Abe Shinzo is the longest-serving prime minister in post-World War II Japan. Having occupied the office since December 2012, Abe has attempted to leverage his stable tenure to increase Japan’s international presence. In particular, Abe has tried to reshape the way Japan conducts its foreign policy, from being responsive to proactive. “A proactive contribution to peace with international principle” or chikyushugi o fukansuru gaiko (diplomacy that takes a panoramic view of the world map) symbolizes his government’s approach, part of an earnest attempt to remain relevant on the international scene even as the country grapples with irreversible trends including population decline and aging.
Abe’s February 2013 speech at the Center for Strategic and International Studies during his first visit to Washington DC after returning to power demonstrates his determination to expand (or sustain at a minimum) Japan’s international presence. He spoke at length about his government’s insistence on keeping Japan a “first-rate country” and his desire to ensure that it will play a role as “the guardian of the commons,” contributing to international efforts to uphold rules and norms.
Indeed, over 7 years since then, Abe has led his government to attempt to reshape his country’s foreign policy. At the end of his first year in office, Japan’s first-ever National Security Strategy was issued. Abe tried to anchor Japan’s foreign policy in two key factors – a robust alliance with the United States, and expansion of its partnerships with other U.S. allies and partners. In addition, as he sought to demonstrate his government’s firm commitment to the U.S.-Japan alliance, he also has attempted to carve out a broader room for autonomous diplomacy with the leaders of the countries that the U.S. do not necessarily consider as partners. In fact, particularly in Northeast Asia, Abe’s moves have often been out of sync with U.S. ones – with Kim Jong-un in 2018, Moon Jae-in in 2019, Putin from well back, and increasingly with Xi in the Trump era.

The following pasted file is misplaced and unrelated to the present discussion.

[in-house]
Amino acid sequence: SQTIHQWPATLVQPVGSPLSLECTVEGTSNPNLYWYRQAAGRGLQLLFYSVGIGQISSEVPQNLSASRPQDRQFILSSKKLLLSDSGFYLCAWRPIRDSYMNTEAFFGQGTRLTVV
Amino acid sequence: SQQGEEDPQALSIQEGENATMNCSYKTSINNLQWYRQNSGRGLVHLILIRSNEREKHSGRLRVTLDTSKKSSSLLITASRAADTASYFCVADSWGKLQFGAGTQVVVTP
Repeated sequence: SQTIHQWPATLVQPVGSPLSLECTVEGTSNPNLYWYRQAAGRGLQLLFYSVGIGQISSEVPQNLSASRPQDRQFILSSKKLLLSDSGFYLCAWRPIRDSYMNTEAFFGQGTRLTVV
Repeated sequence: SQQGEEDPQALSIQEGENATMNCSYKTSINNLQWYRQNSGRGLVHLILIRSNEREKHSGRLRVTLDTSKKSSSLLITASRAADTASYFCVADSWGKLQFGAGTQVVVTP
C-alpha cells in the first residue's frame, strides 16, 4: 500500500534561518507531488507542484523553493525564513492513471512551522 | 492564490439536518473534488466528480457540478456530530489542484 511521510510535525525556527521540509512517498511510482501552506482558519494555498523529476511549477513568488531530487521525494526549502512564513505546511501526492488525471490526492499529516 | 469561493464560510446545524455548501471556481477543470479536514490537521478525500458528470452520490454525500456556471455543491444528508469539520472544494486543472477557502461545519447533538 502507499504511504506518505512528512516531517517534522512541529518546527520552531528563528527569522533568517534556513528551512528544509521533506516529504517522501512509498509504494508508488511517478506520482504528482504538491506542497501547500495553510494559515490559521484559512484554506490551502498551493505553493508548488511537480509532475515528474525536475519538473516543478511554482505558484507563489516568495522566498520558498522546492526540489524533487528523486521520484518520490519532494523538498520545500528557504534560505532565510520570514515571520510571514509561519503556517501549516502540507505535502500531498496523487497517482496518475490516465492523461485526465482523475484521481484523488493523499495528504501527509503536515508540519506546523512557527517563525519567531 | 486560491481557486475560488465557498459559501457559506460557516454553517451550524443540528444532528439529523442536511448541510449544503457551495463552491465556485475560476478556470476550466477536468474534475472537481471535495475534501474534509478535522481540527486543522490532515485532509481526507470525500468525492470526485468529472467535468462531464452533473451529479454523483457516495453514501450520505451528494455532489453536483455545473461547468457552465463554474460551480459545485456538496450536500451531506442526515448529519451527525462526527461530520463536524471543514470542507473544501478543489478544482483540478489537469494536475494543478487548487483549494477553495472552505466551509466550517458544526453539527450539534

Abe encountered a range of challenges in recalibrating foreign policy within Northeast Asia. With history issues unresolved with some neighbors over apologies and compensation for Japan’s wartime behavior, disagreements over sovereignty issues lingering from that period, and contention over security issues, Abe has found it difficult to apply his overarching foreign policy principles in bilateral relations with China, the two Koreas, and Russia. Abe has taken different approaches to move relations forward with these countries, but diplomacy since December 2012 has had one common thread: Abe’s role as the “diplomat-in-chief” has been pronounced.
By mid-2019, Abe’s successes were widely heralded: the closest relationship with Donald Trump of any world leader; improvement in Japan-China relations with a state visit by Xi Jinping – this would have been the first in seven years for a Chinese leader – targeted for the spring of 2020; sustained diplomacy with Vladimir Putin to keep the hope for a long-sought breakthrough in Japan-Russia relations; deepening ties with leaders in Australia (particularly under former prime minister Tony Abbott), India (Narendra Modi met with Abe and Trump together at the G20 Abe hosted), and Southeast Asia; and the more decisive response to the challenges from South Korea, first under Park Geun-hye and now under Moon Jae-in.